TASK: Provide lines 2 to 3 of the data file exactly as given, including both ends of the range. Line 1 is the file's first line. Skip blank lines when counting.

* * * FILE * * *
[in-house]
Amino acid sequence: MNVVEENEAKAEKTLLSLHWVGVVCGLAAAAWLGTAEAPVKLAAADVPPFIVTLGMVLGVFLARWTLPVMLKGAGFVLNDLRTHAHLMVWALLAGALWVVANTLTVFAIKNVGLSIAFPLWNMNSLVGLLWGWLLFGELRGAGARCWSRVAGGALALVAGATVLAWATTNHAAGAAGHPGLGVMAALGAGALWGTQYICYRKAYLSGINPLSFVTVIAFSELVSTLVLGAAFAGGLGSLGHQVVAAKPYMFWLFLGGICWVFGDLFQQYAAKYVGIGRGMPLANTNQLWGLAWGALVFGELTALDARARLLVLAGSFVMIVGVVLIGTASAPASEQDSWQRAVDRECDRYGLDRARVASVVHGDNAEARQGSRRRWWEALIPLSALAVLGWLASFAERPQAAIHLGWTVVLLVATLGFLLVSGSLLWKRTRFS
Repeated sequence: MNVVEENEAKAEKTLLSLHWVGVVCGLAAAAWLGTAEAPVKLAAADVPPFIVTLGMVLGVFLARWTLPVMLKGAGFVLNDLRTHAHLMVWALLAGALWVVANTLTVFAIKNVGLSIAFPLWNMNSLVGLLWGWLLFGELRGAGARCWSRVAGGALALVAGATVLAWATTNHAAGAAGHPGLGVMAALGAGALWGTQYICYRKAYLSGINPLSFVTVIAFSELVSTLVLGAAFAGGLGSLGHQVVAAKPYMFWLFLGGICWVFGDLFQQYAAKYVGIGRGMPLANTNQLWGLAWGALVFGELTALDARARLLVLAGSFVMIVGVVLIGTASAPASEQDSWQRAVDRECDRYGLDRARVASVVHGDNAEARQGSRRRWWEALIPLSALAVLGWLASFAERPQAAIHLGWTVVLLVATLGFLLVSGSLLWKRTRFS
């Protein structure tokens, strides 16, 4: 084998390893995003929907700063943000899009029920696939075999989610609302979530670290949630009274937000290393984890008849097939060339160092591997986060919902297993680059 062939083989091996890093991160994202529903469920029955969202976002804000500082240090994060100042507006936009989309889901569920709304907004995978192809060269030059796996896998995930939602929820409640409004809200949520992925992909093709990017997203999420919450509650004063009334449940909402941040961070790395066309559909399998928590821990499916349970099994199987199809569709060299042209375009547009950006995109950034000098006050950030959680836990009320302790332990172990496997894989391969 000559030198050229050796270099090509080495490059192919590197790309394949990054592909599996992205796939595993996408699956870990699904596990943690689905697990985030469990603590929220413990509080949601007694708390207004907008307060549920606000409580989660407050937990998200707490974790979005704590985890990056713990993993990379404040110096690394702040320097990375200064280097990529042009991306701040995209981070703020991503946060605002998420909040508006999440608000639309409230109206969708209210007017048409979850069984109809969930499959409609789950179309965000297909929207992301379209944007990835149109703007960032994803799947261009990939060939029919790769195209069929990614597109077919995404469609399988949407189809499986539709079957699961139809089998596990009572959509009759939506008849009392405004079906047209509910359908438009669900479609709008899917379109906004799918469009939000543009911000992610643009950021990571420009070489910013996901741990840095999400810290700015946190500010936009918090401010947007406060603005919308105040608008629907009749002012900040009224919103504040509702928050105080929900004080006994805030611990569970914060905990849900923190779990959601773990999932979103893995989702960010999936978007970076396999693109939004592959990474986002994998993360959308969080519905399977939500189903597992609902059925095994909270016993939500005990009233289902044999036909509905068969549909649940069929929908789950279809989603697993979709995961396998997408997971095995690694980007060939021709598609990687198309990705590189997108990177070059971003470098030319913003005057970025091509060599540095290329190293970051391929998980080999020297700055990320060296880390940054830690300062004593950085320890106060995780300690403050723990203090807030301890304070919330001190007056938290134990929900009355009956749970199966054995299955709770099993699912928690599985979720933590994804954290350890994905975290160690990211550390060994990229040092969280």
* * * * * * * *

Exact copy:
Amino acid sequence: MNVVEENEAKAEKTLLSLHWVGVVCGLAAAAWLGTAEAPVKLAAADVPPFIVTLGMVLGVFLARWTLPVMLKGAGFVLNDLRTHAHLMVWALLAGALWVVANTLTVFAIKNVGLSIAFPLWNMNSLVGLLWGWLLFGELRGAGARCWSRVAGGALALVAGATVLAWATTNHAAGAAGHPGLGVMAALGAGALWGTQYICYRKAYLSGINPLSFVTVIAFSELVSTLVLGAAFAGGLGSLGHQVVAAKPYMFWLFLGGICWVFGDLFQQYAAKYVGIGRGMPLANTNQLWGLAWGALVFGELTALDARARLLVLAGSFVMIVGVVLIGTASAPASEQDSWQRAVDRECDRYGLDRARVASVVHGDNAEARQGSRRRWWEALIPLSALAVLGWLASFAERPQAAIHLGWTVVLLVATLGFLLVSGSLLWKRTRFS
Repeated sequence: MNVVEENEAKAEKTLLSLHWVGVVCGLAAAAWLGTAEAPVKLAAADVPPFIVTLGMVLGVFLARWTLPVMLKGAGFVLNDLRTHAHLMVWALLAGALWVVANTLTVFAIKNVGLSIAFPLWNMNSLVGLLWGWLLFGELRGAGARCWSRVAGGALALVAGATVLAWATTNHAAGAAGHPGLGVMAALGAGALWGTQYICYRKAYLSGINPLSFVTVIAFSELVSTLVLGAAFAGGLGSLGHQVVAAKPYMFWLFLGGICWVFGDLFQQYAAKYVGIGRGMPLANTNQLWGLAWGALVFGELTALDARARLLVLAGSFVMIVGVVLIGTASAPASEQDSWQRAVDRECDRYGLDRARVASVVHGDNAEARQGSRRRWWEALIPLSALAVLGWLASFAERPQAAIHLGWTVVLLVATLGFLLVSGSLLWKRTRFS